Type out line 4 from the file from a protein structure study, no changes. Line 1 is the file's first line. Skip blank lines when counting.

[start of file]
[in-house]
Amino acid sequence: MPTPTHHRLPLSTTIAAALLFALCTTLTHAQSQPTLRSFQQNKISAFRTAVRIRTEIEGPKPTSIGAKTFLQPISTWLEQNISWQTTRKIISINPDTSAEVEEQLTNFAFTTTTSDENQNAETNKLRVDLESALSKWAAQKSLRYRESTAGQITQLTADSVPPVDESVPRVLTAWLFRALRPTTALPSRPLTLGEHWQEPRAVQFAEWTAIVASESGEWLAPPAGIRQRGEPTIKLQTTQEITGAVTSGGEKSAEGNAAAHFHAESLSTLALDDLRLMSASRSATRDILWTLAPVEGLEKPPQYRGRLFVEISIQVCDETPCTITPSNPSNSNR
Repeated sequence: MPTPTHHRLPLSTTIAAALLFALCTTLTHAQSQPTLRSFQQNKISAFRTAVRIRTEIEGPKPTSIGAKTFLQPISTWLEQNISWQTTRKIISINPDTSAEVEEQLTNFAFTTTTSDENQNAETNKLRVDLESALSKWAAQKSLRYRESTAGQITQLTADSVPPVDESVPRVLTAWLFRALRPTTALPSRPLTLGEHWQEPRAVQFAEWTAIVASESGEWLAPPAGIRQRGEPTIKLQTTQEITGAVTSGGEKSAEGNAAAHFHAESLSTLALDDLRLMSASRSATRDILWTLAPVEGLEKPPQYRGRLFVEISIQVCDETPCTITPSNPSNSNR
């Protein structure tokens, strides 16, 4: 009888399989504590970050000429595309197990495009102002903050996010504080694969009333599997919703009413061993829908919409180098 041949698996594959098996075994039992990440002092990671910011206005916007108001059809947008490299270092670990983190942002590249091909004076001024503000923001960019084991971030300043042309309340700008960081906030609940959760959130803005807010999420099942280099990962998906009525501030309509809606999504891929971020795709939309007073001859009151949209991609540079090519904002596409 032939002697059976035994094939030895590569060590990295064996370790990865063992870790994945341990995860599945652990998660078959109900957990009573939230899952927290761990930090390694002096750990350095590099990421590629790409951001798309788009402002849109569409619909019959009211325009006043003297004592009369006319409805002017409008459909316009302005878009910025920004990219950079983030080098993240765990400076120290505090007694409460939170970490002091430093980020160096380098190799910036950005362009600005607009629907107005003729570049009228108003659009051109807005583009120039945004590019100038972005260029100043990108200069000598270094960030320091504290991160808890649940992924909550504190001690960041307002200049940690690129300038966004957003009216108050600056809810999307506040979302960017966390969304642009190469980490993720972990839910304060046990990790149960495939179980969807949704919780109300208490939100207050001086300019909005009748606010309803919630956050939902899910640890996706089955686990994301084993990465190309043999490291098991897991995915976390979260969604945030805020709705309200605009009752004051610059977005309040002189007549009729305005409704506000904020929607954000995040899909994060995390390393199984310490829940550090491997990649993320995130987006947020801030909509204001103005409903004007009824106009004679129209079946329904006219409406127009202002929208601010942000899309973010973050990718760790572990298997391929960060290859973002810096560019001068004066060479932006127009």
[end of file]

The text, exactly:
């Protein structure tokens, strides 16, 4: 009888399989504590970050000429595309197990495009102002903050996010504080694969009333599997919703009413061993829908919409180098 041949698996594959098996075994039992990440002092990671910011206005916007108001059809947008490299270092670990983190942002590249091909004076001024503000923001960019084991971030300043042309309340700008960081906030609940959760959130803005807010999420099942280099990962998906009525501030309509809606999504891929971020795709939309007073001859009151949209991609540079090519904002596409 032939002697059976035994094939030895590569060590990295064996370790990865063992870790994945341990995860599945652990998660078959109900957990009573939230899952927290761990930090390694002096750990350095590099990421590629790409951001798309788009402002849109569409619909019959009211325009006043003297004592009369006319409805002017409008459909316009302005878009910025920004990219950079983030080098993240765990400076120290505090007694409460939170970490002091430093980020160096380098190799910036950005362009600005607009629907107005003729570049009228108003659009051109807005583009120039945004590019100038972005260029100043990108200069000598270094960030320091504290991160808890649940992924909550504190001690960041307002200049940690690129300038966004957003009216108050600056809810999307506040979302960017966390969304642009190469980490993720972990839910304060046990990790149960495939179980969807949704919780109300208490939100207050001086300019909005009748606010309803919630956050939902899910640890996706089955686990994301084993990465190309043999490291098991897991995915976390979260969604945030805020709705309200605009009752004051610059977005309040002189007549009729305005409704506000904020929607954000995040899909994060995390390393199984310490829940550090491997990649993320995130987006947020801030909509204001103005409903004007009824106009004679129209079946329904006219409406127009202002929208601010942000899309973010973050990718760790572990298997391929960060290859973002810096560019001068004066060479932006127009």